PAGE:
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Carcinogenesis

32P-postlabelling analysis of the covalent binding of benzo[ghi]perylene to DNA in vivo and in vitro.


PMID 8425261

Abstract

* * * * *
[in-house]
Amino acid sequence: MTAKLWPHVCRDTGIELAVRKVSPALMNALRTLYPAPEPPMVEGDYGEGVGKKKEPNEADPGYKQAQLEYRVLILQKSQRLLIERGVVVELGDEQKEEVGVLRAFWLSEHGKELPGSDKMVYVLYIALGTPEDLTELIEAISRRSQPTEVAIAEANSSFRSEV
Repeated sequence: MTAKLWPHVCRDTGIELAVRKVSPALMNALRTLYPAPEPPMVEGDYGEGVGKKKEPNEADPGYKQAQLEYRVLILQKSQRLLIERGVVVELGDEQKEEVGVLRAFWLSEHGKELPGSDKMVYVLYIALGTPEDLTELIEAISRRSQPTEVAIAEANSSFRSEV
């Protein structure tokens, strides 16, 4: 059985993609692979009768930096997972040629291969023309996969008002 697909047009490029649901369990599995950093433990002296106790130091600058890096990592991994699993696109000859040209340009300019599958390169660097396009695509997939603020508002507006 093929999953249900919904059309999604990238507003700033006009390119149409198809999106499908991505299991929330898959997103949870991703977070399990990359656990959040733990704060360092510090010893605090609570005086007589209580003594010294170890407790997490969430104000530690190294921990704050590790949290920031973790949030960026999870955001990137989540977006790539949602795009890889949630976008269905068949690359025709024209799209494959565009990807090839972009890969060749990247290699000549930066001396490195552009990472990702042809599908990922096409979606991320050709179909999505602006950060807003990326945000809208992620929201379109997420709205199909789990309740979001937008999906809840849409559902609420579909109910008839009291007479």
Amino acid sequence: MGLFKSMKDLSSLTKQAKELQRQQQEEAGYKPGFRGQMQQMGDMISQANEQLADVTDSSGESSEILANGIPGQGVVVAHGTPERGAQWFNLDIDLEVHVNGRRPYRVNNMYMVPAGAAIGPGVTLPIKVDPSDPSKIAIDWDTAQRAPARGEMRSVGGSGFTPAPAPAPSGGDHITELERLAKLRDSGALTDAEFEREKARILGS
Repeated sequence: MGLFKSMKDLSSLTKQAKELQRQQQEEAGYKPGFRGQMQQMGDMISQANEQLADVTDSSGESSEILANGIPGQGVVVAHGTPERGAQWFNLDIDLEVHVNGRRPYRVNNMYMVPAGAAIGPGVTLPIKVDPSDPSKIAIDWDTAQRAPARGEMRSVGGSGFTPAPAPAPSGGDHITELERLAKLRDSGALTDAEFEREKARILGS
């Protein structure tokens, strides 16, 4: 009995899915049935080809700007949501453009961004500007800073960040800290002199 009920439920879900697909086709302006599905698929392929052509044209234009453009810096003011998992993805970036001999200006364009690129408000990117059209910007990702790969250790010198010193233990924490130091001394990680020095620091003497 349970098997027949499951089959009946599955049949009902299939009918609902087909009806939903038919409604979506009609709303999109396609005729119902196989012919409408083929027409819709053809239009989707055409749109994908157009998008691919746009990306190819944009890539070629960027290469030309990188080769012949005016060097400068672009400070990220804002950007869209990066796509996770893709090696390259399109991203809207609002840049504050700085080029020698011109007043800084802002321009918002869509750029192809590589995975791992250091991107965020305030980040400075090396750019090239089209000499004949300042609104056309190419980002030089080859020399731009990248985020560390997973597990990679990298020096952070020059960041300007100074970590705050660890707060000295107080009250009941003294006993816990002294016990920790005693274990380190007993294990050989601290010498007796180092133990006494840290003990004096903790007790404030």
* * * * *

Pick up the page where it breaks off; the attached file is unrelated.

Benzo[ghi]perylene (B[ghi]P) is a polycyclic aromatic hydrocarbon (PAH), present in complex combustion products, and evidence for its carcinogenic activity in experimental animals is equivocal, and yet it has demonstrable mutagenic activity in vitro. In order to investigate the possible DNA binding properties of B[ghi]P, groups of male Parkes mice were treated topically with 1.0 mumol of B[ghi]P. Mice were killed up to 3 months after treatment, DNA was isolated from the treated areas of skin and analysed for adducts by 32P-postlabelling. Maximum levels of binding (0.57 fmol/microgram DNA) were detected 2 days after treatment and adducts were found to persist for at least 12 weeks after treatment, a property of many PAHs with known tumor-initiating activity. B[ghi]P also became bound to DNA in vitro in the presence of 3-methylcholanthrene-induced rat liver microsomal preparations. When chromatographed on PEI-cellulose, the major adducts formed by B[ghi]P in vivo and in vitro appeared to be identical. However, they were found to be different when compared by reversed-phase HPLC. These differences might explain, in part, the differences in the biological activity of B[ghi]P in vivo and in vitro. The behaviour of B[ghi]P when present in a mixture was also examined. B[ghi]P was applied topically to mouse skin with six other PAHs at a dose level of 0.25 mumol/PAH/mouse. DNA isolated 24 h after treatment was analysed for adducts by 32P-postlabelling. Whilst the total level of binding was 30% lower than expected from the sum of the binding levels that resulted when the hydrocarbons were applied singly, the formation of B[ghi]P-DNA adducts did not appear to be inhibited. The results have demonstrated that B[ghi]P has significant DNA binding ability in vivo and in vitro and on the basis of its DNA binding ability in mouse skin it would be predicted to be at least a weak tumour initiator. The formation of DNA adducts by B[ghi]P when present in an artificial mixture of PAHs suggest that B[ghi]P may contribute to the DNA binding activity of more complex carcinogenic mixtures.